Commentary on rate improvements experienced at specialty insurance and reinsurance group Lancashire Holdings Limited suggest that the enlarged portfolio underwritten by its third-party collateralized reinsurance capital unit Kinesis Capital Management will deliver more profits throughout the year ahead.
But first the impacts of 2017 catastrophe events have to be worked through and in reporting its results this morning, Lancashire reported figures for Kinesis that show performance is currently held back by the development of losses from last year’s hurricanes and other events, as well as the resulting trapping of collateral.
Lancashire reported that Kinesis delivered $1 million of underwriting fees, up from $0.7 million in the prior year, a positive start to the year on that front and likely a reflection of the enlarged and more profitable portfolio underwritten.
However, no Kinesis related profit commissions were reported for Q1 2018, compared to $5.4 million in the prior year period, as Lancashire explained that, “Following the significant catastrophe activity during the second half of 2017, and resulting trapped collateral, there was no recognition in the first quarter of 2018 of any profit commission for the 2017 underwriting cycles.”
Additionally, Lancashire also reported a $1.8 million share of losses from Kinesis, compared to a $0.7 million share of profits in the prior year.
This could be due to some loss creep on certain contracts impacted by the 2017 events, as has been seen across the insurance-linked fund market in the first-quarter of 2018.
On the positive side, Lancashire has reported experiencing a better rate environment in Q1, leading it to underwrite more risk in the property and retrocession classes, as well as some specialty lines. This bodes well for Kinesis, which having underwritten a larger book at the January renewals with around 30% more limit deployed, now stands to benefit from the better rate environment and should begin to deliver improved results as the year progresses and the extent of the 2017 losses becomes clearer.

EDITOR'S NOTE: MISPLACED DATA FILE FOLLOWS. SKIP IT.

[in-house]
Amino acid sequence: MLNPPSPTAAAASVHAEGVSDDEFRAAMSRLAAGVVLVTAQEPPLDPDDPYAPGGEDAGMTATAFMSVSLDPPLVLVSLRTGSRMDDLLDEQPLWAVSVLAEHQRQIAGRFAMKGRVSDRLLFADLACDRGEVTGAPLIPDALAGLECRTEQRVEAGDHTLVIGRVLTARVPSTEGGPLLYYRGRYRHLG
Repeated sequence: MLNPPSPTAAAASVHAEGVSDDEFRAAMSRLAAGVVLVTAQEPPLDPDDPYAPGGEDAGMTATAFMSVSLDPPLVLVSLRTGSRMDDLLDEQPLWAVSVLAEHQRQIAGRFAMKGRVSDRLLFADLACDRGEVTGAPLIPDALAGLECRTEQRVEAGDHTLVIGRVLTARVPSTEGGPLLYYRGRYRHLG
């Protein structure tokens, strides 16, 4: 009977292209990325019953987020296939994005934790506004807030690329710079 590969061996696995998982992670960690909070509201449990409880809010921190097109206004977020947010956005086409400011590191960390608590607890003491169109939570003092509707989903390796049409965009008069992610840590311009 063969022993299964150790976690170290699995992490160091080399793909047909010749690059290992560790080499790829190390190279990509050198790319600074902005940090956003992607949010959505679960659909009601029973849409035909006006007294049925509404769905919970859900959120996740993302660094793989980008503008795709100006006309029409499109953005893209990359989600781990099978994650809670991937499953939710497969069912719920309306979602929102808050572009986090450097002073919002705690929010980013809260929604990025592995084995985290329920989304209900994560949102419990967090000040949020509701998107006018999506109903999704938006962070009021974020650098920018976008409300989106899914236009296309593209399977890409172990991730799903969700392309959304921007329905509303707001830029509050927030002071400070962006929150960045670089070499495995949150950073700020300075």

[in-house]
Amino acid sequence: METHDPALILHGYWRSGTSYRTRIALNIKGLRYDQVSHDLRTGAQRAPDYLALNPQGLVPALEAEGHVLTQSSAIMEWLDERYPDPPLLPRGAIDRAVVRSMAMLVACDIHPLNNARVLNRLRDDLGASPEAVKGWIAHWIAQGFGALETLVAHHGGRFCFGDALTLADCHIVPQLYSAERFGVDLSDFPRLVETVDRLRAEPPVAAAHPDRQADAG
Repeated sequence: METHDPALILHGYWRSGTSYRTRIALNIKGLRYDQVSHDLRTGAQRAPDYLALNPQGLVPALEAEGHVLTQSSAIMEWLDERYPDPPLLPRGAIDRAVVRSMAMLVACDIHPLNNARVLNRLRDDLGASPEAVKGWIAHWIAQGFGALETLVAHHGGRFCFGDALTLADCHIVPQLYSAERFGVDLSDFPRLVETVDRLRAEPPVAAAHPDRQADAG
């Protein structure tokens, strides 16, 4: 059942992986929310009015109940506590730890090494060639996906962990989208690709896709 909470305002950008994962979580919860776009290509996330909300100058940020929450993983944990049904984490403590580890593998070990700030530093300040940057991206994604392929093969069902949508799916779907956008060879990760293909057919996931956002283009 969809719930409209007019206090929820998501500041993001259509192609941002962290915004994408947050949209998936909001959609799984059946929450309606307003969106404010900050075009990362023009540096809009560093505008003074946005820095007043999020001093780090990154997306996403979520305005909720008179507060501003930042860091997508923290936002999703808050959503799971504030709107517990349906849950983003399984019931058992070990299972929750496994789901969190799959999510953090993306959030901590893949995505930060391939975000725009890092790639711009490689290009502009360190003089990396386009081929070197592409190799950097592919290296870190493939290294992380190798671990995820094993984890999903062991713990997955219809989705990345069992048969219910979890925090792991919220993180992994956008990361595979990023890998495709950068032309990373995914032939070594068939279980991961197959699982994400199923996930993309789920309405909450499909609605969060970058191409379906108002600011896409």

Lancashire Group CEO Alex Maloney commented, “We have also seen an improved rating environment following the major catastrophe losses of 2017 with rate increases across a high proportion of our product lines, so we are in a slightly more interesting trading environment than we have been for a number of years.”
However, the market environment remains one where Lancashire has not significantly increased its overall risk appetite, given the excess capital in reinsurance and the pressure that remains on pricing.
Maloney explained, “Whilst that is pleasing, the demand supply dynamic has not shifted sufficiently to bring about fundamental rate change across the board. In this environment the Group has continued to focus on the underwriting discipline of matching risk and return. The Group has written new business where the risk reward dynamics make sense; there were opportunities to do this during the first quarter with both existing and new clients. The rate improvements are very much in line with our communicated expectations following the experience of 1 January renewals. Although moving in the right direction, the rates have not yet improved enough to warrant a material increase in the Group’s level of overall risk which currently remains broadly similar to that of 2017.”
Lancashire reports its Renewal Price Index (RPI), which reflects the price increases the company has seen expressed as an approximate percentage of pricing achieved on similar contracts underwritten in 2017.
For the property and retrocessional reinsurance class of business, Lancashire reports an RPI of 111%, suggesting a roughly 11% increase on last year’s pricing. The company also reported RPI’s of 110% for Gulf Of Mexico energy business, 103% for worldwide offshore energy, 100% for terrorism, 97% for marine, and 96% for aviation.
Given where the Kinesis product sits, in being a unique multi-class, specialty and property catastrophe focused product, that is used as a retrocession protection by major reinsurance firms, it suggests that the Kinesis portfolio underwritten at January 2018 will have benefited from these rate increases.
Which suggests a greater chance of profit throughout the year, once the influence of the 2017 losses has waned. The increase in underwriting fees already reflects the enlarged amount of limit deployed, which should continue throughout the year as well.
Should this year remain relatively free of major losses, then the profit commissions that Lancashire will stand to earn from the Kinesis business will also be attractive in quarters to come.
But for now, Kinesis, like so many other ILS and collateralized reinsurance or retrocession businesses, still has to work through the effects of last years major hurricanes.
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